Why investigative journalism is necessary in Japan

Waseda Chronicle once held a panel discussion about the intersection of investigative journalism and reggae music at a club in Tokyo’s Nogizaka neighborhood. One of the panelists, a DJ who goes by the name of Moofire, raised the following question.

“I feel that Japan’s media just repeats the government’s statements. It’s like nothing’s changed since World War II. Why is that the case?”

The answer is closely tied to why Japan needs investigative journalism.

Half-truths

Moofire’s invocation of wartime Japan was in reference to how the emperor and military leaders lied to the public that the war was going well, when in reality Japan was losing. Newspapers and other mass media, which simply repeated the official announcements, were complicit in this national deception. But as Moofire said, the Japanese media’s approach to reporting isn’t all that different even 75 years later.

She’s not the only one who feels this way: Much of the public is dissatisfied with the coverage provided by Japan’s mass media. Even though the news doesn’t contain blatant lies, people still suspect that neither does it contain the whole truth, due to the media’s deference to the government and major corporations. Maybe you, the reader, feel the same.

Boasting of dinner with the prime minister

I believe the press club system, and its approach to gathering information, is main reason that the ghost of Japan’s wartime media still haunts the country. Press clubs exist not just in national government offices in Tokyo but in municipalities and police stations throughout Japan. Through press club membership, reporters from mass media organizations such as newspapers and TV stations receive various benefits from the authorities. Along with a room in government office buildings from which to work, the authorities provide their press clubs with press releases, (carefully selected) documents, and information sessions.

Press club reporters’ principal concern is whose outlet can report the authorities’ announcements the fastest. There’s even a special word, toku-ochi, for when one’s outlet is the only media not to have covered a given story. Toku-ochi will result in a reprimand from the unfortunate reporter’s superiors.

This competition between outlets is intense. It spills outside the comfortable press club rooms, with reporters visiting government leaders’ houses in the early morning or late at night in search of a scoop. Reporters will go to great lengths to get close to those in power. Top management at media organizations will even brag about having dinner with the prime minister. This culture of valuing proximity to power is fostered from a reporter’s first day in the press clubs.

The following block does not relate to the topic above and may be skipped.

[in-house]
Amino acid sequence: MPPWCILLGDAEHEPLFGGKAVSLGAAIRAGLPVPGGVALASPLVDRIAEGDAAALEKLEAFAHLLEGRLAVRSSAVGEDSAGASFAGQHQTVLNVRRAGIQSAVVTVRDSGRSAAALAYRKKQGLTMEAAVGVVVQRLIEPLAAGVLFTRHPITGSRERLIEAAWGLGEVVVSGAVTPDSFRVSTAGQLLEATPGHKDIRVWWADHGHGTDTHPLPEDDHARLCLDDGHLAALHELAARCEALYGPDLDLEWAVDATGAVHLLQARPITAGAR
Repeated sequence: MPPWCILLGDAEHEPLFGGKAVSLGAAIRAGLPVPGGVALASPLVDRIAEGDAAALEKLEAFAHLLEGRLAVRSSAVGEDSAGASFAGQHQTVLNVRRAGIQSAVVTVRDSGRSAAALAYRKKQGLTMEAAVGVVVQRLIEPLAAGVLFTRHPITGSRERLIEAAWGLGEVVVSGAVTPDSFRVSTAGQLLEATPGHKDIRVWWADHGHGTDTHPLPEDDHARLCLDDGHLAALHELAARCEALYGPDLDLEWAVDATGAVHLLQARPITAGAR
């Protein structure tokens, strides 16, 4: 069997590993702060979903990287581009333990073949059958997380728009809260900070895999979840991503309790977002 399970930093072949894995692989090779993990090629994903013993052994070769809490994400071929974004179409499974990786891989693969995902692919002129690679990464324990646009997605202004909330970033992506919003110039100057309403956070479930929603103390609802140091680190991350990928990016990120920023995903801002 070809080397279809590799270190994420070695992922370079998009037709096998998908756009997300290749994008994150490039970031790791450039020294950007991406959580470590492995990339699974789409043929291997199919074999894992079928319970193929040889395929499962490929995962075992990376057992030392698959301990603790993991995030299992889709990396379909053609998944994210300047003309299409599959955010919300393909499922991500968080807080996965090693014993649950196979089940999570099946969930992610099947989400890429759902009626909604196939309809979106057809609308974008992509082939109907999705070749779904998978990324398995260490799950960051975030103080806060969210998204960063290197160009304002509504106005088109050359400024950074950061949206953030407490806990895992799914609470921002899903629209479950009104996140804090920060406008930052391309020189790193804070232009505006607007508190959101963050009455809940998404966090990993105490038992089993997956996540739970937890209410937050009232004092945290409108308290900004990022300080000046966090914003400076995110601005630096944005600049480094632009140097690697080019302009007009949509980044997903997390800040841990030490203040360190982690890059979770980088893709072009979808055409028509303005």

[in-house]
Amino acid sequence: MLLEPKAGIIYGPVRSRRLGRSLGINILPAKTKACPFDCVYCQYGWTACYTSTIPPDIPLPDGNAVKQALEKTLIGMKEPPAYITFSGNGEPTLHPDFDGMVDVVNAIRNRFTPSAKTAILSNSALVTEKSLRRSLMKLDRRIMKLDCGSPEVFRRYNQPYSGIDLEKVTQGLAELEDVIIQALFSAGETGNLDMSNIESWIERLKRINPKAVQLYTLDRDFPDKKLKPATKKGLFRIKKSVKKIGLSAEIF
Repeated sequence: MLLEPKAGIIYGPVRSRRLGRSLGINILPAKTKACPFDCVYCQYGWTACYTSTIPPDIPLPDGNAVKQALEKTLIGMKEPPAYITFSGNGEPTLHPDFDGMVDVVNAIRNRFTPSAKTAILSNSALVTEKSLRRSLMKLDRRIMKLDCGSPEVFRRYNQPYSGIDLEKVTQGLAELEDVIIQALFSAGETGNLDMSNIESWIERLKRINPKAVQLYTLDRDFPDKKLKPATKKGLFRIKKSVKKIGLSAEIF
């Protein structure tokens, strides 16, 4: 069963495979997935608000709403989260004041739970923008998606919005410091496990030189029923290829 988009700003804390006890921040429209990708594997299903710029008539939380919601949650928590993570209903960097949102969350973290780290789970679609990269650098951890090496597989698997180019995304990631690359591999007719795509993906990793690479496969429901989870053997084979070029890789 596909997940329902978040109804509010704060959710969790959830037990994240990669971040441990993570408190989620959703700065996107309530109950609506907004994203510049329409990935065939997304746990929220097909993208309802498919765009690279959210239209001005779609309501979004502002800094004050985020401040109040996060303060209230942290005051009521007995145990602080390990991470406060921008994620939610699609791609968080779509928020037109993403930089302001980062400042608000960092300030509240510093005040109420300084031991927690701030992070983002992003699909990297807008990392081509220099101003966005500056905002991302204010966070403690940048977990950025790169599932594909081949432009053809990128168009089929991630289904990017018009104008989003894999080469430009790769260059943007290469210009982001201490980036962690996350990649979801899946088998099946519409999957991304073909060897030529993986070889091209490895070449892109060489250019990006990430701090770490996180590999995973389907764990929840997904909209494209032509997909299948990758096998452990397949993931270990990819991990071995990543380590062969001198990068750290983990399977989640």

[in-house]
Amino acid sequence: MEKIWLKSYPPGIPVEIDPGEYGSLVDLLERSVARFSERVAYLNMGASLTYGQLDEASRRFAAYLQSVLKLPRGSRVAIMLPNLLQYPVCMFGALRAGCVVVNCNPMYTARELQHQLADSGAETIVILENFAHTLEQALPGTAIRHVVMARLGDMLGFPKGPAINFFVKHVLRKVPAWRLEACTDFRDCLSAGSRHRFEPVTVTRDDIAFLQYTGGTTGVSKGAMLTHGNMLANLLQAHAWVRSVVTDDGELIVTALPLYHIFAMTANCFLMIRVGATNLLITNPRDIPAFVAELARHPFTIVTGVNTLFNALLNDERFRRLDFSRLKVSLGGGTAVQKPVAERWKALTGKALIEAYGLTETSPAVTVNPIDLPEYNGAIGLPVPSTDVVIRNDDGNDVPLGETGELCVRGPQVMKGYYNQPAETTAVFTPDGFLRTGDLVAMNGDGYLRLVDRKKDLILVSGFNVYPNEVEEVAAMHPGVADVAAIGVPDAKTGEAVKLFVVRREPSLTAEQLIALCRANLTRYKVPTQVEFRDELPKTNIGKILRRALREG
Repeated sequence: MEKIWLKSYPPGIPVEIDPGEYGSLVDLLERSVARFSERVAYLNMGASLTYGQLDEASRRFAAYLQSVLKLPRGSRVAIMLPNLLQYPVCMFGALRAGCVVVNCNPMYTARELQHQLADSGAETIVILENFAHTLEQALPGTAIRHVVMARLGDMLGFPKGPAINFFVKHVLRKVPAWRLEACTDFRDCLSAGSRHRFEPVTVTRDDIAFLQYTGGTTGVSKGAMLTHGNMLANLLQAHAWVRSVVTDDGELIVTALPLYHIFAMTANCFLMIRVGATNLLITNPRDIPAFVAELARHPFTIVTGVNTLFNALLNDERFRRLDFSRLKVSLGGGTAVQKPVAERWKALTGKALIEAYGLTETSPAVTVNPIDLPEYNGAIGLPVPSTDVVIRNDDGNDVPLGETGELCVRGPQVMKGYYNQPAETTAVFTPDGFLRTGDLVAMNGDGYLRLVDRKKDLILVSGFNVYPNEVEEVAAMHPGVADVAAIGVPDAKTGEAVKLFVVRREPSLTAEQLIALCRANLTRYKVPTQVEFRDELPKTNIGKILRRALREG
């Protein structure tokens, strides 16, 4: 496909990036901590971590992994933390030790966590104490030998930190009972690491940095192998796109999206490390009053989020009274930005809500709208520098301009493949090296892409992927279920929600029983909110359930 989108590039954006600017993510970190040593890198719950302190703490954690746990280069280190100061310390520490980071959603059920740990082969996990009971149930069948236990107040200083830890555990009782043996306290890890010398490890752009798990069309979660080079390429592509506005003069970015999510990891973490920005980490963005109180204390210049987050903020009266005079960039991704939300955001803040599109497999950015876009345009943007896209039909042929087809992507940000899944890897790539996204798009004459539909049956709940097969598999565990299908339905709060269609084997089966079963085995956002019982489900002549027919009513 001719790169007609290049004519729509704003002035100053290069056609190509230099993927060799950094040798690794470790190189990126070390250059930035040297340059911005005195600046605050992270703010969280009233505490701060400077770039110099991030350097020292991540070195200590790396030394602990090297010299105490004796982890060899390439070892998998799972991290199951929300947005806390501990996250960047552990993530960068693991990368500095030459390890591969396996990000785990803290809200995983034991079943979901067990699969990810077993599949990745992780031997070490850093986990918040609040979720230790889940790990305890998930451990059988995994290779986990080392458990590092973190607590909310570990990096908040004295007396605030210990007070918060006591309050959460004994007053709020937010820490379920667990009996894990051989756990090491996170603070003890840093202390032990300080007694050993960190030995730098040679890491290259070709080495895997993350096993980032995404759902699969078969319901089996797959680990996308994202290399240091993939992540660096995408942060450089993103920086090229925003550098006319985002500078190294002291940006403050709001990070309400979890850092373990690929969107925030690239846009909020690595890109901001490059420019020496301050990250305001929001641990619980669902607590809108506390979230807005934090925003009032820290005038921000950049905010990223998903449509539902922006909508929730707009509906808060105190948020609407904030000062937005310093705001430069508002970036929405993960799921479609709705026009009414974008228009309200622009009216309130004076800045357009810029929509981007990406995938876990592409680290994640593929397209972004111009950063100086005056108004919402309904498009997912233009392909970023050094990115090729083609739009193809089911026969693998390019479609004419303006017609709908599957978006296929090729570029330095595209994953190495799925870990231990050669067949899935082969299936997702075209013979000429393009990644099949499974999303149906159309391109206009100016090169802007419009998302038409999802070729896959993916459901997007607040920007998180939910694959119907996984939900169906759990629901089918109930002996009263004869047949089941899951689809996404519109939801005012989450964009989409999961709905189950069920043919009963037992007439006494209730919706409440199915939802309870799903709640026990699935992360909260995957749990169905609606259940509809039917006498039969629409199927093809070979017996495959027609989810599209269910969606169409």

But what about independent verification of the facts? If, in their efforts to publish first and gain access to the powerful, the media reports incorrect or incomplete information, aren’t they failing in their duty to the public?

In fact, it does happen, with potentially dangerous consequences. The 2011 Fukushima nuclear disaster and the 2020 Covid pandemic, during which the media failed to adequately question official statements as disaster unfolded, are both recent proof that Japan’s current media environment isn’t up to the task of holding the powerful to account.

Exposing wrongdoing to serve the public

Japan needs investigative journalism precisely because it is antithetical to the press club system. Rather than competing for who will be first to “break” news that within 24 hours everyone will have covered, investigative journalism aims to report critical stories that would otherwise have stayed buried. It exposes facts that the powerful would rather keep hidden.

In Japan, some wonder whether the path to becoming an investigative journalist is by building personal connections and specialized knowledge through the press clubs. Throughout my own career as an investigative journalist, I have often been asked questions of this sort by fellow reporters. And in fact, during my time at The Asahi Shimbun, my own supervisor told me that I wouldn’t be able to succeed at investigative journalism without first “establishing a foothold” through the press clubs.

But I have to disagree: Investigative journalism is possible outside the press club system. What the journalist needs is professional skills and know-how, not connections with the powerful. Although inside sources are indispensable when investigating wrongdoing by the government or corporations, relationships with these sources don’t need to be built through the press clubs. Investigative journalists know other ways. 

Unlike the relative comfort of the press clubs, investigative journalism requires time and effort and carries significant risks. A veteran investigative journalist once told me to “write articles that really cut deep”; but, conversely, this kind of work can take a toll on the reporters themselves.   

Nevertheless, despite the effort and risks, investigative journalism carries enormous value. In order to serve the public and restore its faith in the media, Japan needs investigative journalism.